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" But how can He expect that others should Build for him, sow for him, and at his call Love him, who for himself will take no heed at all? I thought of Chatterton, the marvellous Boy, The sleepless Soul that perished in his pride... "
Poems by William Wordsworth: Including Lyrical Ballads, and the ... - Página 27
por William Wordsworth, Dorothy Wordsworth - 1815
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Memoirs of William Wordsworth, Volumen2

Christopher Wordsworth - 1851
...At all events, * [See the poem 'Resolution and Independence' ('The Leech Gatherer '), stanza vn. ' I thought of Chatterton, the marvellous Boy, The sleepless Soul that perished in his pride.' it might prove an awful and a profitable warning. 1 should also be glad to see a monument erected on...
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Literary Reminiscences: Literary novitiate. Sir H. Davy; Mr. Godwin; Mrs ...

Thomas De Quincey - 1851
...himself expostulates with himself — 'i ' For how can he expect that others should Sow for him, build for him, and, at his call, Love him, who for himself will take no thought at all ? ' In this dilemma he had all but resolved, as Miss Wordsworth once told me, to take...
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Literary Reminiscences: Literary novitiate. Sir H. Davy; Mr. Godwin; Mrs ...

Thomas De Quincey - 1851
...gracious nature. How, says Wordsworth — ' How can he expect that others should Sow for him, reap for him, and at his call, Love him, who for himself will take no thought at all?' How can he, indeed ? It is most unreasonable to do so : yet this expectation, if Coleridge...
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A Little Earnest Book Upon a Great Old Subject: With the Story of the Poet-lover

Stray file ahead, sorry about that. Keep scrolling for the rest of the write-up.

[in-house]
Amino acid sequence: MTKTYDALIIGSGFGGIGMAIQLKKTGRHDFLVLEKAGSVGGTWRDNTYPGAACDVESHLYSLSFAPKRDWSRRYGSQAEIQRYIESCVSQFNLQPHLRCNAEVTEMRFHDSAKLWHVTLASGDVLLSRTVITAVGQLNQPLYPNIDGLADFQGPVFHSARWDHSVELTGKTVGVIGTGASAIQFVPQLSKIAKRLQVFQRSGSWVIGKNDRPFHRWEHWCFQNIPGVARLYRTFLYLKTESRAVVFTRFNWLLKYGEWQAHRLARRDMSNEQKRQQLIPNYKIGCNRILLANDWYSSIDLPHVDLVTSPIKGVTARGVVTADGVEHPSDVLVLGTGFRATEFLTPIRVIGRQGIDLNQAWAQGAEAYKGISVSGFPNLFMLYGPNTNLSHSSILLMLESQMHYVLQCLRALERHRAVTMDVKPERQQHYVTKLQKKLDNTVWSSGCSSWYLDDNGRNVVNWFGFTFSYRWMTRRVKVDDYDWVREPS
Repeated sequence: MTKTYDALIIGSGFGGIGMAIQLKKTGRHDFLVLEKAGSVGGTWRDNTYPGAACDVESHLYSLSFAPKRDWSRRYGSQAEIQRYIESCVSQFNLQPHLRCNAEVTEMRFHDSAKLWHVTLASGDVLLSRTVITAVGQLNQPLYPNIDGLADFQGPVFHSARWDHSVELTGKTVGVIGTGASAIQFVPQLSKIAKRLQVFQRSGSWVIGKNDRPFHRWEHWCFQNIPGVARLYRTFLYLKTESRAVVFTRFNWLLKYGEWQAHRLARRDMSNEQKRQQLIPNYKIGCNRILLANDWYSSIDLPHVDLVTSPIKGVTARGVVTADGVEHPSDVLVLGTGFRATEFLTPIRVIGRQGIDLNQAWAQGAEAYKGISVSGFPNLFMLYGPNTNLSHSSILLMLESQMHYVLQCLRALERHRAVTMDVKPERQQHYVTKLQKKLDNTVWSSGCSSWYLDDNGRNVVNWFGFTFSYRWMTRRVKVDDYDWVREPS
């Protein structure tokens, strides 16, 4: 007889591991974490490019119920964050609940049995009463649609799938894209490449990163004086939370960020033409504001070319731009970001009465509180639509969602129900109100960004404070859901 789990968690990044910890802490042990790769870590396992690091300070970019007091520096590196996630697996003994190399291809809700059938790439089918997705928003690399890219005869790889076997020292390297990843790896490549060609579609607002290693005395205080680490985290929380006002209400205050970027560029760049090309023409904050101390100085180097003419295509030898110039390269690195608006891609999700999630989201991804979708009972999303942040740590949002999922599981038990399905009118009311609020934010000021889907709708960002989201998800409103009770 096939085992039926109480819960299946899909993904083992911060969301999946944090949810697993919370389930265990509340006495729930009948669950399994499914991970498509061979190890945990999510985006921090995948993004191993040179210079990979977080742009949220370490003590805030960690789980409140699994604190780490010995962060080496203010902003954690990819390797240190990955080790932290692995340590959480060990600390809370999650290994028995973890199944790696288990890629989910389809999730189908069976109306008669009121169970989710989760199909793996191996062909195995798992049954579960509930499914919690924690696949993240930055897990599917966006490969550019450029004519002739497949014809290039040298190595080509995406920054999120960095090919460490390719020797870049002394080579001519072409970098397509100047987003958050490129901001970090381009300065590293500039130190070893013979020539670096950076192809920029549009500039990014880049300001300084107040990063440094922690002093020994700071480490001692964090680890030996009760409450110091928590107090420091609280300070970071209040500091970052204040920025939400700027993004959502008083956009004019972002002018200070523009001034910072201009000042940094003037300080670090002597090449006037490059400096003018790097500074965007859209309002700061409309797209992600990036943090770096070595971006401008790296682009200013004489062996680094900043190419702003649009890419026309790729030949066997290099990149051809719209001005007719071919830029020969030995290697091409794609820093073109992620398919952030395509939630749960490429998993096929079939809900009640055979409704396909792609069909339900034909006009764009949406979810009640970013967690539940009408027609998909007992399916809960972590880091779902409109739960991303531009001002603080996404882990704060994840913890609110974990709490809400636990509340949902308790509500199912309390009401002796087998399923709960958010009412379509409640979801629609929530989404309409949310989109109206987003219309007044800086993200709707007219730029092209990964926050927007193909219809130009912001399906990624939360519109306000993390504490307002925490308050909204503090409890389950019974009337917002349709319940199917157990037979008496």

William Wilson - 1851 - 196 páginas
...be widely known, we would be one of the first to hide and curtain them from public memory. And then Chatterton — . the marvellous boy : The sleepless soul that perished in his pride." It makes us very gloomy when we ponder upon the fate of this truly " marvellous" boy, and our feelings...
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Literary Reminiscences: Literary novitiate. Sir H. Davy; Mr. Godwin; Mrs ...

Thomas De Quincey - 1851
...fleshly ills,' occurred to his boding apprehension — 'And mighty poets in their misery dead.' ' He thought of Chatterton, the marvellous boy, The sleepless soul that perished in its pride ; Of him who walked in glory and in joy, Beside his plough upon the mountain-side.' And,...
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Poems from the Poetical Works of William Wordsworth

William Wordsworth - 1853 - 281 páginas
...thought, As if life's business were a summer mood ; As if all needful things would come unsought 1 o genial faith, still rich in genial good ; \ \ But...his pride ; Of Him who walked in glory and in joy Following his plough, along the mountain-side : By our own spirits are we deified : We Poet's in our...
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The Complete Works of Samuel Taylor Coleridge: With an ..., Volumen3

Samuel Taylor Coleridge - 1853
...only a very delicate but a very rare plant. But bo this as it may, the feelings with which, " I think of Chatterton, the marvellous Boy, The sleepless Soul, that perished in his pride ; Of Burns, who walk"d in glory and in joy Bchind his plough, upon the mountain-aide" — * are widely different...
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The girl's first help to reading; or, Selections from the best authors, by T ...

Theodore Alors W. Buckley - 1854
...in pleasant thought, As if life's business were a summer mood ; As if all needful things would come unsought To genial faith, still rich in genial good...Love him, who for himself will take no heed at all ? 1 thought of Chatterton,* the marvellous boy, The sleepless soul that perished in his pride ; Of...
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The Miscellaneous Works, Volumen2

William Hazlitt - 1854
...Dryden, or to come after Shakspeare alone. A living poet has borne a better testimony to him — " I thought of Chatterton, the marvellous boy, The sleepless soul that perished in his pride ; And him* who walked in glory and in joy Beside his plough along the mountain side." I am loth to...
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De Quincey's works, Volumen2

Thomas De Quincey - 1854
...himself expostulates with himself — " For how can he expect that others should Sow for him, build for him, and, at his call, Love him, who for himself will take no thought at all!" In this dilemma, he had all but resolved, as Miss Wordsworth once told me, to take...
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